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The important royal wedding that might well have started a brand new tradition

When the then Prince Felipe of Spain married Letizia Ortiz Rocosolano, in May 2004, it was not only a historic day for the birth of a new family, or because it was the wedding of the heir to the throne to one of Europe’s most ancient dynasties. It also marked the first wedding in the Almudena Cathedral in Madrid. 

Built between 1883 and 1993, it is one of the most recent archdiocesan sees in Spain, and largely post-dates the surrounding buildings. In fact, the Cathedral sits opposite the Royal Palace of Madrid, and was built keeping in mind the already existing architecture. 

The Almudena on a sunny day – the wedding of King Felipe and Queen Letizia was famously hit by heavy rain
(By Your Travel to Spain – Almudena Cathedral, CC BY 2.0, Wiki Commons)

This latter characteristic is demonstrated in the unusual orientation that the Cathedral has. While most Christian churches follow an east-to-west building direction, Almudena Cathedral was constructed along a north-to-south axis, as to not disrupt the existing surrounding buildings, while at the same time allowing the front façade of the Cathedral to face the front of the Royal Palace.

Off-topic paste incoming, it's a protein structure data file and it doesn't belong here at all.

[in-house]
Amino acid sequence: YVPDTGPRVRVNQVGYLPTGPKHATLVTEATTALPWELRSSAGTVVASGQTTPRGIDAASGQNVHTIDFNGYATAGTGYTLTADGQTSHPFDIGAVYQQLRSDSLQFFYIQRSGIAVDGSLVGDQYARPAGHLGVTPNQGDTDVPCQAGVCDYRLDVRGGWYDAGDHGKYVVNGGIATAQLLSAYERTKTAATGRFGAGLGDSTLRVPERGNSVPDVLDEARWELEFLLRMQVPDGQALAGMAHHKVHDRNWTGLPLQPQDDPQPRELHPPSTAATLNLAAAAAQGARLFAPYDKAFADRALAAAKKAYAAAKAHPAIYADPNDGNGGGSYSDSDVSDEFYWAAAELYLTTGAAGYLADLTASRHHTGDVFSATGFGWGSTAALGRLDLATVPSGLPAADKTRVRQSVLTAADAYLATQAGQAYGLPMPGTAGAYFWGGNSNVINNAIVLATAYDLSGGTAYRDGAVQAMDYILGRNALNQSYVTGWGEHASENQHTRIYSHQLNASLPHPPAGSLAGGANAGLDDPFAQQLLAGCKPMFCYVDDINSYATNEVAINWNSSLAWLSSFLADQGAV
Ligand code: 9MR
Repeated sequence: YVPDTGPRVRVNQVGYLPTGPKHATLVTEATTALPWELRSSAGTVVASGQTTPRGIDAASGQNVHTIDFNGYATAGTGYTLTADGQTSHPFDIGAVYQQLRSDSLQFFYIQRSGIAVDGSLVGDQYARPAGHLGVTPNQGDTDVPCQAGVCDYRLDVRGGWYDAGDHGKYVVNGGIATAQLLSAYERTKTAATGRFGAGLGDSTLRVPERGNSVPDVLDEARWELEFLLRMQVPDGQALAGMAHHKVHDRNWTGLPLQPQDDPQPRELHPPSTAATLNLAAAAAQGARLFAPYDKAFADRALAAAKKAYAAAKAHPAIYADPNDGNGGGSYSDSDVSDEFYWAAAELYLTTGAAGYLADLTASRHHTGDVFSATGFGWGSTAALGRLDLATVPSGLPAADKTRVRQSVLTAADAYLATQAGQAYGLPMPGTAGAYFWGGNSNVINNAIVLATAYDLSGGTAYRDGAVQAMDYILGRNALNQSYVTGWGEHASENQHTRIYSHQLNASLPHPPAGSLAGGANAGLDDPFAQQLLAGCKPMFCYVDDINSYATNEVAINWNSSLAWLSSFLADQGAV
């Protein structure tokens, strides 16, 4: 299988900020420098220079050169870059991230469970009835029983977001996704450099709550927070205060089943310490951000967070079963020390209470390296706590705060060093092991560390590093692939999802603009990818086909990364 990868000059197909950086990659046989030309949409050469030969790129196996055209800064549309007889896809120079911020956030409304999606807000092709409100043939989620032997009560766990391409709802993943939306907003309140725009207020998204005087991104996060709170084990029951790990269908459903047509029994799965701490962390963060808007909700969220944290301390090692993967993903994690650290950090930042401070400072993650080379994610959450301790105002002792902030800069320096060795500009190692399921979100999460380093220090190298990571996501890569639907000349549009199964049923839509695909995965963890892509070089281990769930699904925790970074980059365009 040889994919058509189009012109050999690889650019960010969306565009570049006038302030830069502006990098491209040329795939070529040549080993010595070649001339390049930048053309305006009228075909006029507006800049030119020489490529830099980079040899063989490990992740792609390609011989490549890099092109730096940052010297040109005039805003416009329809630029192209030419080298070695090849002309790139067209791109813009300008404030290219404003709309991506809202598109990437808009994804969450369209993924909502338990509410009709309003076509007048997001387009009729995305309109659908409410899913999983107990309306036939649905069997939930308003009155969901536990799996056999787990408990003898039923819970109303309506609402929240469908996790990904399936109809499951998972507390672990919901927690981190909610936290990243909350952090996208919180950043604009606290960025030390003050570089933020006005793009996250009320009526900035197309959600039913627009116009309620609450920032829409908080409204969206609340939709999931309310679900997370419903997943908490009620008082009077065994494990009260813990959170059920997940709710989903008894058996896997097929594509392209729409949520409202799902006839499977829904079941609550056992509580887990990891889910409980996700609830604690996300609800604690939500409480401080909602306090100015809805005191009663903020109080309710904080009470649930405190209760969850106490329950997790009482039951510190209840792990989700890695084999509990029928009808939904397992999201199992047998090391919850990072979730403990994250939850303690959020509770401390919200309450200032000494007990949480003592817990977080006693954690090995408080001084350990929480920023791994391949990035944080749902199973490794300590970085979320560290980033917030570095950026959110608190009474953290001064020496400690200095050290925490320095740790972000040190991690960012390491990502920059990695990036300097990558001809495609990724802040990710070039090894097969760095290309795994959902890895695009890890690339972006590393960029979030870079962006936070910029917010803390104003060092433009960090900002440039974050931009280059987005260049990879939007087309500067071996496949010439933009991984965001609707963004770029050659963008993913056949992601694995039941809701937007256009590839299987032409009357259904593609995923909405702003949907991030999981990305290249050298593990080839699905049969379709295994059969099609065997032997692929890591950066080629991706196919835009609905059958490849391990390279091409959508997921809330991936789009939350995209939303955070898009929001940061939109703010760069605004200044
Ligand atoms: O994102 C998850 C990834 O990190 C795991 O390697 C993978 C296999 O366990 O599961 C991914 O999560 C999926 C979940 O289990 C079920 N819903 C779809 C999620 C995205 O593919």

The Cathedral’s building measures 103 metres in length and 24,5 metres in width, with the latter being spit between the traditional three naves (a central and two side ones), with some extra width being added by chapels on the sides. 

Like in many other Catholic churches, side chapels in Cathedrals are reserved for burials, and these ones make no exception, with notable burials in the chapel including Queen Mercedes of Orléans and Princes Fernando, José Eugenio and Luis Alfonso of Bavaria. 

Almudena Cathedral was consecrated in 1993 by Pope John Paul II, during his fourth visit to Spain. While both of King Juan Carlos and Queen Sofía’s daughters got married after that, they both chose other cities (Infanta Elena and Jaime de Marichalar tied the knot in Seville in 1995, while Infanta Cristina and Iñaki Urdangarín’s 1997 nuptials were celebrated in Barcelona), leaving their younger brother to hold the first royal wedding there. 

The wedding of King Felipe and Queen Letizia in May 2004 © Casa Real

Since then, it has not been used much by the Royal Family, given that there have been no more royal weddings and that King Felipe did not have a coronation (he was instead proclaimed king with a swearing-in ceremony in front of the Spanish Parliament). There have been some sad occasions, like funerals and memorial services. 

While we are not to expect future coronations in Spain, what the Cathedral can hope for is a future royal wedding, in order for a tradition to be established and for the church to add another page to its royal history books.